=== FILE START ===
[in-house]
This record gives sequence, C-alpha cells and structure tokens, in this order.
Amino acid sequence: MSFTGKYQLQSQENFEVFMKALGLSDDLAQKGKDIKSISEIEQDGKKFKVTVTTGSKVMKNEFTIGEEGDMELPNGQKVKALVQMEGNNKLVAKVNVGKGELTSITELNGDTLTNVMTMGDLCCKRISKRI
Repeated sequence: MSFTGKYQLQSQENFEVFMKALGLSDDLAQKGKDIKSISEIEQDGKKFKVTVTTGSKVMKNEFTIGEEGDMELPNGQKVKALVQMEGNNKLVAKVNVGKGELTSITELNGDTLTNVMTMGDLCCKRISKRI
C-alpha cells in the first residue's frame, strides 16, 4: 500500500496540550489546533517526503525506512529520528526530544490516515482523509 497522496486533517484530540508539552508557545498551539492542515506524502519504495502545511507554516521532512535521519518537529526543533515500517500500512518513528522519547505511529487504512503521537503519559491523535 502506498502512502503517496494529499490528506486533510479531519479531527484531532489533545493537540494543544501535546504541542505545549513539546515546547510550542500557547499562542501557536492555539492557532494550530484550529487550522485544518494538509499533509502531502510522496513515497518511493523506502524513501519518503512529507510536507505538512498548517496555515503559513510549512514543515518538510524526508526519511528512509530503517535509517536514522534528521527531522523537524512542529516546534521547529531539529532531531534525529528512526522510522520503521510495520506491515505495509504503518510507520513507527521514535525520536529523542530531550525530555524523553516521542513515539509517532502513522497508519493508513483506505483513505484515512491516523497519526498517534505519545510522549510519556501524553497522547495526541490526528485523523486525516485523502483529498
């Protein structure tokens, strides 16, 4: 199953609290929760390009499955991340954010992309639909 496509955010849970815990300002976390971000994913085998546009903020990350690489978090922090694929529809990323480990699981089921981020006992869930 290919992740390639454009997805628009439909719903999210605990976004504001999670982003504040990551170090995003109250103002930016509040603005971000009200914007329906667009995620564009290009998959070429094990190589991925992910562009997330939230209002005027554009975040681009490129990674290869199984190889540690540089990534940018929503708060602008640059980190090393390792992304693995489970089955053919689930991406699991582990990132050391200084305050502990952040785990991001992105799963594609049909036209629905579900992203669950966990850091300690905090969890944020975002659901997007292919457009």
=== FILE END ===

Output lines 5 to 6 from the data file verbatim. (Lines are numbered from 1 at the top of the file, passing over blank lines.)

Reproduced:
C-alpha cells in the first residue's frame, strides 16, 4: 500500500496540550489546533517526503525506512529520528526530544490516515482523509 497522496486533517484530540508539552508557545498551539492542515506524502519504495502545511507554516521532512535521519518537529526543533515500517500500512518513528522519547505511529487504512503521537503519559491523535 502506498502512502503517496494529499490528506486533510479531519479531527484531532489533545493537540494543544501535546504541542505545549513539546515546547510550542500557547499562542501557536492555539492557532494550530484550529487550522485544518494538509499533509502531502510522496513515497518511493523506502524513501519518503512529507510536507505538512498548517496555515503559513510549512514543515518538510524526508526519511528512509530503517535509517536514522534528521527531522523537524512542529516546534521547529531539529532531531534525529528512526522510522520503521510495520506491515505495509504503518510507520513507527521514535525520536529523542530531550525530555524523553516521542513515539509517532502513522497508519493508513483506505483513505484515512491516523497519526498517534505519545510522549510519556501524553497522547495526541490526528485523523486525516485523502483529498
């Protein structure tokens, strides 16, 4: 199953609290929760390009499955991340954010992309639909 496509955010849970815990300002976390971000994913085998546009903020990350690489978090922090694929529809990323480990699981089921981020006992869930 290919992740390639454009997805628009439909719903999210605990976004504001999670982003504040990551170090995003109250103002930016509040603005971000009200914007329906667009995620564009290009998959070429094990190589991925992910562009997330939230209002005027554009975040681009490129990674290869199984190889540690540089990534940018929503708060602008640059980190090393390792992304693995489970089955053919689930991406699991582990990132050391200084305050502990952040785990991001992105799963594609049909036209629905579900992203669950966990850091300690905090969890944020975002659901997007292919457009």